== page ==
High population growth in the future
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National population projections2009-2060



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High population growth in the future

The population of Norway is projected to rise considerably in the period 2009 to 2060. The most important reason for this is continued high immigration. The immigration surplus is expected to decline in the next few years. Slightly higher fertility and life expectancy is expected than in the previous projections, which were published in May 2008.

Population size 1950-2060

Population by age and sex projected to 2060

The projections show that the population size is going to increase during the next 51 years, from 4.8 million in 2009 to about 6.9 million in 2060. The degree of uncertainty is high, especially in connection with future immigration flows.

Alternative assumptions

The projections have been made on the basis of alternative assumptions about the projection components: fertility , life expectancy , internal migration (mobility) and net immigration . The assumptions have been named L (low), M (medium), H (high), K (constant, for life expectancy) and 0 (for internal migration and net immigration).

Number of persons 67 years and older

Life expectancy at birth

The main projection variant is called MMMM, meaning medium values for fertility, life expectancy, internal migration and net immigration. For the two variants yielding the highest and lowest growth, the values for all components have been chosen to either give low growth, as in LLML, or high growth, as in HHMH. It is, however, quite unlikely that the actual development will follow these rather extreme alternatives simultaneously for an extended period.

For internal migration, we are using only one set of migration rates since variations in net immigration have a stronger effect on local population growth than likely variations in the internal migration rates.

The population is going to be much older in the long run (see the graph and the population pyramid). The number of people aged 67 and over fell from a peak of 620 000 in 1995 to slightly more than 600 000 in 2004 because the new pensioners were born in the 1930s, when the number of births was low. The number of people aged 67 and over will increase fast, from 617 000 in 2009 to around 1.6 million in 2060 - or more than twice the current level.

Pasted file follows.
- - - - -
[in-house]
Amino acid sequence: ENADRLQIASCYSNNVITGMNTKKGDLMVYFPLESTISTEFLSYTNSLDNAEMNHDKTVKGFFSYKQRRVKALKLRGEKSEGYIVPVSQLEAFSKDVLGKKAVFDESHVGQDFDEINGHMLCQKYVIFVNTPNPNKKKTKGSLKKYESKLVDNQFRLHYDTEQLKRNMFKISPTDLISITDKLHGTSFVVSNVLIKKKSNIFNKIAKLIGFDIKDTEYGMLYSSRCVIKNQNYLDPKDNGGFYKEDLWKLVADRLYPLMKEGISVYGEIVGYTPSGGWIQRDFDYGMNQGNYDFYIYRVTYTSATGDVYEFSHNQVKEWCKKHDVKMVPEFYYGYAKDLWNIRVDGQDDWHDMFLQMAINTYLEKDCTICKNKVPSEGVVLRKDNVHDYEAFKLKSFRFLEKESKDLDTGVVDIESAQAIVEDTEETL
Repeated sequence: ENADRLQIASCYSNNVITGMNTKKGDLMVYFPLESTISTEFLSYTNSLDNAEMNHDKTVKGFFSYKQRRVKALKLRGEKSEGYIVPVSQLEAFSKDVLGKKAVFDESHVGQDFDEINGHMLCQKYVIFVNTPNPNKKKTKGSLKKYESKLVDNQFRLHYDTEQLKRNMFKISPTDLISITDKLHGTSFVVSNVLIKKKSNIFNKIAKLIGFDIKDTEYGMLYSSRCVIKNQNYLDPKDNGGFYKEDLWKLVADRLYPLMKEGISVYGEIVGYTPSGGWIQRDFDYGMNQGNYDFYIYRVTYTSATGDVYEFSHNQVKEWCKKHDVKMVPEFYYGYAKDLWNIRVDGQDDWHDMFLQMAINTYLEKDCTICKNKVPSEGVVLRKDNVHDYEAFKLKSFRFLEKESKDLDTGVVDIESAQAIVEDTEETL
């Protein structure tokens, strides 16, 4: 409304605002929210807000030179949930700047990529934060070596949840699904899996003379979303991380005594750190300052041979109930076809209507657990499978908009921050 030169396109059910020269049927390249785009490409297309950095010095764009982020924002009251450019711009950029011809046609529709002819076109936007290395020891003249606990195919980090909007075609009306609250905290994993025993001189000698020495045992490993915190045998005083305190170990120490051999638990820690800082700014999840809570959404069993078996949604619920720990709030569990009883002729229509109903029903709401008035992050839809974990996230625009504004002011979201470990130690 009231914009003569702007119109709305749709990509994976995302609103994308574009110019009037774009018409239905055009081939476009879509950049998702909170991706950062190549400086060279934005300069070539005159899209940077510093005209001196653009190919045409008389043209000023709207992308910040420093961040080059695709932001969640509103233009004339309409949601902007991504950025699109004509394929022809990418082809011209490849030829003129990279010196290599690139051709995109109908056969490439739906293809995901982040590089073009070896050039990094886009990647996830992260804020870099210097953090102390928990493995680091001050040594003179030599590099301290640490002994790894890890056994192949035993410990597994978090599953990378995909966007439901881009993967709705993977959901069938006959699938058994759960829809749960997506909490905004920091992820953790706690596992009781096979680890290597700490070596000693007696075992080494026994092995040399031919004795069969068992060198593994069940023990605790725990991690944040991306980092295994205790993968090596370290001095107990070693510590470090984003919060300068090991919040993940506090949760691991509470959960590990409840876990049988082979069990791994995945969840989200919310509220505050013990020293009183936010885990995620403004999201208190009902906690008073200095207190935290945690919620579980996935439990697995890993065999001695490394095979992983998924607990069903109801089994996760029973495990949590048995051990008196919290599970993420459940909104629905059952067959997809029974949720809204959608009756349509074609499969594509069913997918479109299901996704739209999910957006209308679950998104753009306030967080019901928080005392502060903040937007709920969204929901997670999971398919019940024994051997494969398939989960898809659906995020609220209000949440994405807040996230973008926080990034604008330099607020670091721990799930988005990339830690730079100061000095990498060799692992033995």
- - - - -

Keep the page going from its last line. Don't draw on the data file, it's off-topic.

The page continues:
We have assumed slightly higher fertility than in the previous projection, which was published in May 2008, due to an increasing trend, see the table.

Total fertility rate

Immigration, emigration and net immigration

Life expectancy at birth is assumed to increase from 78.3 years for men and 83.0 years for women in 2008, to between 84.0 and 90.2 years for men and between 87.1 and 93.4 years for women in 2060. This is based on the Lee-Carter model applied to observations for 1900-2008.

The rapid immigration growth in recent years is related to low unemployment and economic growth in Norway, and has been facilitated by the admittance of ten East European countries to the European Union in 2004 and 2007. Citizens of these countries can work and live here almost without restriction due to Norway’s membership in the EEA (European Economic Cooperation Area).

The recent financial crisis has led to increasing unemployment in Norway and lower demand for labour, especially in the construction sector. The net immigration has already peaked and is expected to fall rapidly in the coming years.

Assumptions behind the population projections 2009-2060
  Registered Alternatives
            L           M           H           K           0
Fertility. Total fertility rate (children per woman)            
2008 1.96          
2020-2060   1.6 1.9 2.1    
Life expectancy at birth (years): Men            
2008 78.31          
2060   84.0 87.1 90.2 78.3  
Life expectancy at birth (years): Women            
2007 82.95          
2060   87.1 90.3 93.4 83.0  
Net immigration per year (number)            
2008 43 300          
2009   28 000 40 000 43 500    
2010   22 500 36 000 42 000   0
2040-2060   10 000 19 000 32 000   0
Internal migration            
2009-2060: Migration pattern as in 2003-2008           0

More detailed figures are available at http://statbank.ssb.no/statistikkbanken/?PLanguage=1 . The next set of projections is expected to be published in June 2010.